It’s a common belief that cats only love us because we give them food. And if we stop feeding them, they’ll stop loving us in a hurry. Even though cat owners may feel that their pet cats love them for more than just the kitty treats they give, there’s still that nagging doubt. Now, they can put their apprehension to rest.
Based on a study done by Lindsay Mehrkam, Kristyn Vitale Shreve and Monique Udell from the Oregon State University and Monmouth University, cats do love socializing with us, and not just because we feed them. In other words, the stereotype that cats are unfriendly and uncaring is likely incorrect.
To arrive at the results, the trio of researchers observed a group of 55 cats that included 23 house pets and 22 from an animal shelter.
The cats were confined for two and a half hours, during which they were given three items from one of four category types: food, toys, scent, and human interaction. They then mixed the items up to obtain a more accurate read on which stimuli the cats preferred the most. They recorded the order of the cat’s preferences, and noted how long the cat interacted with each stimulus.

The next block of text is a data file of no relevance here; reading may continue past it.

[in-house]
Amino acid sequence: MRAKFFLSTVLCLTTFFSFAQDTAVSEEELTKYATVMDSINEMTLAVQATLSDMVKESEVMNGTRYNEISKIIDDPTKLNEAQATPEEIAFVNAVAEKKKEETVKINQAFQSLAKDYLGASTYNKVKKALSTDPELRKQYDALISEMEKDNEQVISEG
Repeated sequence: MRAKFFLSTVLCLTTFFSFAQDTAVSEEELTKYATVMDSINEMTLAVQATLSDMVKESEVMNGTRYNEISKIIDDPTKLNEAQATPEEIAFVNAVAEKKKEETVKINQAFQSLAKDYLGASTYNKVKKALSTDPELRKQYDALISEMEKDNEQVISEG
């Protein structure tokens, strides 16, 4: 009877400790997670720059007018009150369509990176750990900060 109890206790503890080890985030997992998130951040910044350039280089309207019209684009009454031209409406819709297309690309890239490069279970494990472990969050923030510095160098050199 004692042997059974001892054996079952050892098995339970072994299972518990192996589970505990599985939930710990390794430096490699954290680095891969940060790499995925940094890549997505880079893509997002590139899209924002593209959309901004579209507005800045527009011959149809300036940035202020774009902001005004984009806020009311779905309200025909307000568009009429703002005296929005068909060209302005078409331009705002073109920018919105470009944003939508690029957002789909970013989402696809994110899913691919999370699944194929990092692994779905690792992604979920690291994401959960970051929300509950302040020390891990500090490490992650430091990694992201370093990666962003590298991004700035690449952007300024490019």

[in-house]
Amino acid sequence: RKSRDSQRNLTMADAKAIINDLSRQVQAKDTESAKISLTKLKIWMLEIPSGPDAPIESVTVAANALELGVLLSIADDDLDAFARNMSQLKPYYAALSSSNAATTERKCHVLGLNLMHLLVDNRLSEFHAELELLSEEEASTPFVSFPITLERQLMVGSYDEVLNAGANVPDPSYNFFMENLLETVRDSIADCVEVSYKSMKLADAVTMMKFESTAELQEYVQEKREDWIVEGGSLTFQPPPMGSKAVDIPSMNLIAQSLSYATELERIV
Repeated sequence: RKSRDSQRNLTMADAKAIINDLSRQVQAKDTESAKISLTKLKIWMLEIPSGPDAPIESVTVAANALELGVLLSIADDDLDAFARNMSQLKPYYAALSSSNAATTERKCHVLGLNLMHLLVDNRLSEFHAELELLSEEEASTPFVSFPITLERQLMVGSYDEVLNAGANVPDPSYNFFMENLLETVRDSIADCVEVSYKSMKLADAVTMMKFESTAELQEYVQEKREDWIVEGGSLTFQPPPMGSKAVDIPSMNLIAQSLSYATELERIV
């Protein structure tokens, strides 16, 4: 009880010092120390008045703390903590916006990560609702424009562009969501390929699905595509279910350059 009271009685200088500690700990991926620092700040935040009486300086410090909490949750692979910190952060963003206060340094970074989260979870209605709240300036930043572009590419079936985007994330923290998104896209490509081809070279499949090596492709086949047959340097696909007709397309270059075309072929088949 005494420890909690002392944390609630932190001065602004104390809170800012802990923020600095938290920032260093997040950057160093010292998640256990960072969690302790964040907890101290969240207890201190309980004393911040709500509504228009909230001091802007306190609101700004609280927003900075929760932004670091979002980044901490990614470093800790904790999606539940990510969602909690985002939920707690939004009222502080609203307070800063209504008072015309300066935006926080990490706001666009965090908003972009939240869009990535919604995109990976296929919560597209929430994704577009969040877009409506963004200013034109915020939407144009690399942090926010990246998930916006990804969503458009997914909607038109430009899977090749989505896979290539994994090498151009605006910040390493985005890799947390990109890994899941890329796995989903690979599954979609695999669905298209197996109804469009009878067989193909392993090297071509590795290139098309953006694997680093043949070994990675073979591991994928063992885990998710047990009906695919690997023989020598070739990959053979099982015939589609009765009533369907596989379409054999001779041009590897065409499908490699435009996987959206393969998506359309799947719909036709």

There were clear differences among the cats’ preferences. But collectively, it turned out that the most preferred stimulus was human interaction, followed by food, toys and scent.
Specifically, the results are as follows: 19 cats (50%) liked human interaction best; 14 cats (37%) liked food best; 4 cats (11%) liked toys best; and only 1 cat (2%) liked scent best.
The study suggests that contrary to popular belief, cats prefer socializing with humans more than getting a bowl of food. And that aloofness and unfriendliness that’s so typical of cats, it’s all just an act.
As Shreve wrote in their study, “Although there was clear individual variability in cat preference, social interaction with humans was the most-preferred stimulus category for the majority of cats, followed by food. This was true for cats in both the pet and shelter population.”
The study also suggests that the belief that cats are unresponsive to social stimuli is probably due to a misunderstanding or outright lack of knowledge regarding what cats actually find stimulating.
The sample population is admittedly a small one: only 55 cats were involved and from this number, only 38 interacted with the stimuli presented. This means that the results can’t be considered conclusive on a ‘species-wide’ scale, but they’re enough of a start for future research in this regard. And for cat owners, they can use it as basis for choosing what rewards to give their cats.
The study was recently published in the journal Behavioral Processes under the title “Social interaction, food, scent or toys? A formal assessment of domestic pet and shelter cat (Felis silvestris catus) preferences”.
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